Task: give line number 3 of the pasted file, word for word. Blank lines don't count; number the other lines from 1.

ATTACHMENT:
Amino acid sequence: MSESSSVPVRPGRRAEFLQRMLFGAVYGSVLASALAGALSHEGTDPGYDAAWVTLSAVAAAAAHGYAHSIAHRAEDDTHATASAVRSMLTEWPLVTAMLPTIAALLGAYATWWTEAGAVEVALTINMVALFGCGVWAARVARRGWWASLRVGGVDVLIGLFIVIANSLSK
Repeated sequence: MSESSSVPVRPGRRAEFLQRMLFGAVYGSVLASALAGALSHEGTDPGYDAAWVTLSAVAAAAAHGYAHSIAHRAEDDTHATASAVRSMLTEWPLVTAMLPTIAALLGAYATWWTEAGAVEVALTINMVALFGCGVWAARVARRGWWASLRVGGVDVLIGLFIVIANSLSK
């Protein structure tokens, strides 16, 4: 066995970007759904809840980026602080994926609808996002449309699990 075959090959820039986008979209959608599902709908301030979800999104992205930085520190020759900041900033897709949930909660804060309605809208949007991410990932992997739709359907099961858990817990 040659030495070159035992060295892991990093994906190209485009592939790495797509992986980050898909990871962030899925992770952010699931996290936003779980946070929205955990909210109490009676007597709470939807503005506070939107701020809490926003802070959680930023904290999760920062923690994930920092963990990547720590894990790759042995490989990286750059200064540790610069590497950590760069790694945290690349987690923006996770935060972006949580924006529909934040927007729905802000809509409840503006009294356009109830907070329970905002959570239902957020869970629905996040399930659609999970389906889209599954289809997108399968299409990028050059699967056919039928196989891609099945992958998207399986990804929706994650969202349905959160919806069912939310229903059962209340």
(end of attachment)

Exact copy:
């Protein structure tokens, strides 16, 4: 066995970007759904809840980026602080994926609808996002449309699990 075959090959820039986008979209959608599902709908301030979800999104992205930085520190020759900041900033897709949930909660804060309605809208949007991410990932992997739709359907099961858990817990 040659030495070159035992060295892991990093994906190209485009592939790495797509992986980050898909990871962030899925992770952010699931996290936003779980946070929205955990909210109490009676007597709470939807503005506070939107701020809490926003802070959680930023904290999760920062923690994930920092963990990547720590894990790759042995490989990286750059200064540790610069590497950590760069790694945290690349987690923006996770935060972006949580924006529909934040927007729905802000809509409840503006009294356009109830907070329970905002959570239902957020869970629905996040399930659609999970389906889209599954289809997108399968299409990028050059699967056919039928196989891609099945992958998207399986990804929706994650969202349905959160919806069912939310229903059962209340």